For the sake of science, we pick at the filling of Trader Joe's combo-pack ($3.79) -- faux crab and salmon -- and they're a little better. Luckily, there's one more choice to try: the Vietnamese spring roll ($3.39). Kate, our actual Vietnamese tester, approves.

"Not bad," she says, smiling.

Josh mentions that some Sriracha hot sauce would perk up the dressing, and I run for the refrigerator. "Red Rooster sauce!" I announce, returning triumphant, and we polish off the rolls. This is a tip to remember.

The Kroger offerings are up next. I had planned to run out to Jungle Jim's, since that's where supermarket sushi started in Cincinnati, but Josh explains that the supplier who started at Jungle Jim's now serves Kroger and the Remke Markets in Kentucky, where I've been known to grab sushi for lunch. When I see the familiar yellow trays, I realize he's right.

"The rice and seasoning are better," Josh says as we start on the Kroger selections. "But, boy, are they cheap with ingredients."

He laughs at the half-portion of crabstick in the combo ($5.45) and explains that it's about 3 cents worth. "I know they have to make a profit," Josh says, "but that's pathetic."

Ron can't taste the wasabi. Josh explains that it's old and has lost its bite. He then gives us a wasabi primer.

Apparently, no one uses fresh wasabi -- it's so expensive you'd have to charge as much for it as you do for the sushi. Everyone uses reconstituted powder, and the real pros pinch it into a pagoda shape.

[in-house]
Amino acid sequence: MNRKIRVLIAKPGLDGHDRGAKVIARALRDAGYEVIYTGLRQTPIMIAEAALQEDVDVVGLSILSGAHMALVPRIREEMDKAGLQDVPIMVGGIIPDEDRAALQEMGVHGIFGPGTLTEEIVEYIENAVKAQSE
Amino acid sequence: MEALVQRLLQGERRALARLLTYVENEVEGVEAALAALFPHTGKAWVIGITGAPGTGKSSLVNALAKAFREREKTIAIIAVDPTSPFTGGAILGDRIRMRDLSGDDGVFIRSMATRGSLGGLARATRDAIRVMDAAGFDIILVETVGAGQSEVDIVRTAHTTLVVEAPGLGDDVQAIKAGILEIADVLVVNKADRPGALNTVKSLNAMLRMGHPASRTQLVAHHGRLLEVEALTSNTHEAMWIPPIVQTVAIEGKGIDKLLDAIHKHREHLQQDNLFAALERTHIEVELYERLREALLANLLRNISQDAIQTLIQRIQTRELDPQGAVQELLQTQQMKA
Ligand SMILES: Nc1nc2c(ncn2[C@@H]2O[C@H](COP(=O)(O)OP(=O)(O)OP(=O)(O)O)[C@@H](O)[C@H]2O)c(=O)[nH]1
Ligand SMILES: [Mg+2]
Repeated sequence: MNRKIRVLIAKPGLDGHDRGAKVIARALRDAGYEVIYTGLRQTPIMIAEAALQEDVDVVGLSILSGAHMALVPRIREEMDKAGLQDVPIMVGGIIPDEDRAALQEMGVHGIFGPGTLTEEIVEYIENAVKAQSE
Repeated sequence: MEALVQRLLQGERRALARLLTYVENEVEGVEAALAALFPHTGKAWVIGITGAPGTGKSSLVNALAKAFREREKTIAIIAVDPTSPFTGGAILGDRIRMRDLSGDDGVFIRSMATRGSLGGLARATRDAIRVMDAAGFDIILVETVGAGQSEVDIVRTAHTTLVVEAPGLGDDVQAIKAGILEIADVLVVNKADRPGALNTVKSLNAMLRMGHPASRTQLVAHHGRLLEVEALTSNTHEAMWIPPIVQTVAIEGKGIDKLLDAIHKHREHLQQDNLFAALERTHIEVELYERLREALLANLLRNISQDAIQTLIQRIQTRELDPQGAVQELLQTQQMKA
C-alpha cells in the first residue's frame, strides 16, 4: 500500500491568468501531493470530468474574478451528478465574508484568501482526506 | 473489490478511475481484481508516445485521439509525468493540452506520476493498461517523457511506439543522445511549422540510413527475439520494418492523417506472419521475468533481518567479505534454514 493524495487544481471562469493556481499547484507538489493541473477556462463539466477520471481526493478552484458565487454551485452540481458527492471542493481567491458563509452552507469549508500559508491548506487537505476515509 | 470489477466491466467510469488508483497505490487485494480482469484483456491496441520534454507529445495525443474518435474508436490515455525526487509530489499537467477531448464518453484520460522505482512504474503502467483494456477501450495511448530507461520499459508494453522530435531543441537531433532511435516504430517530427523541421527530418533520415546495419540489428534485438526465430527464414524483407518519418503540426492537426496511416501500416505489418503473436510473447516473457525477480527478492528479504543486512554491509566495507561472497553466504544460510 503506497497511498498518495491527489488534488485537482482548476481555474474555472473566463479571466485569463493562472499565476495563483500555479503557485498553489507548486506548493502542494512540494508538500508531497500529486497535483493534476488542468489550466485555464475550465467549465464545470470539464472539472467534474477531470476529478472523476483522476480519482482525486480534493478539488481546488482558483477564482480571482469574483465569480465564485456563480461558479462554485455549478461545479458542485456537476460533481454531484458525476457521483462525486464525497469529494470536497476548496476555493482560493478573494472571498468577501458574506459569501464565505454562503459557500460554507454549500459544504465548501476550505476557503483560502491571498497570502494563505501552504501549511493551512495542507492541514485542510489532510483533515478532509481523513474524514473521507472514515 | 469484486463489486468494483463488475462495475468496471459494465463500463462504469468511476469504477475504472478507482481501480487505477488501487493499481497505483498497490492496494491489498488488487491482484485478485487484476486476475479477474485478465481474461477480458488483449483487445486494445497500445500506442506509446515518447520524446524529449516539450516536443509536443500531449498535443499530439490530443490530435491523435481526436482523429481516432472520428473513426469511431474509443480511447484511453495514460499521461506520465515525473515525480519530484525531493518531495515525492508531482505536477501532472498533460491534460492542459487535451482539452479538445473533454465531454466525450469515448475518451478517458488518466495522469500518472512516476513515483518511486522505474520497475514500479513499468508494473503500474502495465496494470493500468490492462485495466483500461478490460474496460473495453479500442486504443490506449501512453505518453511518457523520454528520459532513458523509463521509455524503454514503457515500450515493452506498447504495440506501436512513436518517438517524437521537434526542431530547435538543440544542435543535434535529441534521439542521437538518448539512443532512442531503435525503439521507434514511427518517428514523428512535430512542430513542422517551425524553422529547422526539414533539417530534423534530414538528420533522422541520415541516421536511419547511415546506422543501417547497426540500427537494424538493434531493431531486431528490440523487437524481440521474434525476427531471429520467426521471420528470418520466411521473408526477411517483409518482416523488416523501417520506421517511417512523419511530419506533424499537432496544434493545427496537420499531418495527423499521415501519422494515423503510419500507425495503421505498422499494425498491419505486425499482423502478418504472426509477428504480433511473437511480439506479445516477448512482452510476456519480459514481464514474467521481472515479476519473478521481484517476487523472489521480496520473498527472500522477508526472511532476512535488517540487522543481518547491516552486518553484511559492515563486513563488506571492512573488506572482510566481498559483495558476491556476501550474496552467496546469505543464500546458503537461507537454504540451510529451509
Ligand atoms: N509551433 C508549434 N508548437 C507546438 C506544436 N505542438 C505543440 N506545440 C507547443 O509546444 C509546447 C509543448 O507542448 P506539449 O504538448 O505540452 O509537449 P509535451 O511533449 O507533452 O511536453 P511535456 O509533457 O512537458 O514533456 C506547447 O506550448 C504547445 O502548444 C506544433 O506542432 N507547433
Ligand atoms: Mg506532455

"That's traditional," Josh notes.

Trader Joe's little plastic packets of wasabi paste, which I thought were an example of awful over-packaging, turn out to have the freshest flavor.

Soy sauce is another point of comparison. Everyone uses Kikkoman, except Fresh Market. The Yamasa soy they include is the same soy Josh uses -- the best. I can taste a significant difference between the two; Yamasa is much richer.

And as for ginger, the pickled ginger from Fresh Market is pink.

"Why would they use artificial color?" Josh wonders. "Most sushi eaters like things as natural as possible."

But the pink ginger looks lovely with my china pattern, so I approve.

Of course, with supermarket sushi, you miss one of the best things about restaurant sushi -- watching the preparation. The sushi chef has to have the knowledge, the skill and the personality to entertain guests while creating dramatic, edible art.

Fresh Market's sushi is a lot more artistic than the ones we've tried so far. We've already devoured the calamari, but when we start on the nigiri ($7.99) there's a high rice-to-fish proportion. It's the nicest presentation and best soy sauce, but the fish quality is just OK.

Best fish quality? Our award goes to Wild Oats. Everything we taste is fresh, although I feet the yellowtail is strong. A Hawaiian roll ($9.45) topped with golden fish roe and almond slices earns a verdict of "creative." The rice is still too sweet and gummy, but Josh rules, "If the rice had been better, Wild Oats would have been a champion."

Value-wise, the Fresh Market and Wild Oats products are not much cheaper than decent quality restaurant sushi -- so unless eating sushi in your jammies is important, go visit Josh at The Waterfront. But for a night on the sofa with a Kurosawa DVD and a bottle of sake, grab a few trays from our two top choices. And don't forget the chopsticks! ©

The Fresh Market

3088 Madison Road, Oakley

513-533-2600

Wild Oats

Rookwood Commons, Norwood

513-531-8015

Trader Joe's

7788 Montgomery Road, Kenwood

513-984-3452

Kroger

4777 Kenard Ave., Winton Place

513-681-7650

(Lots of other locations)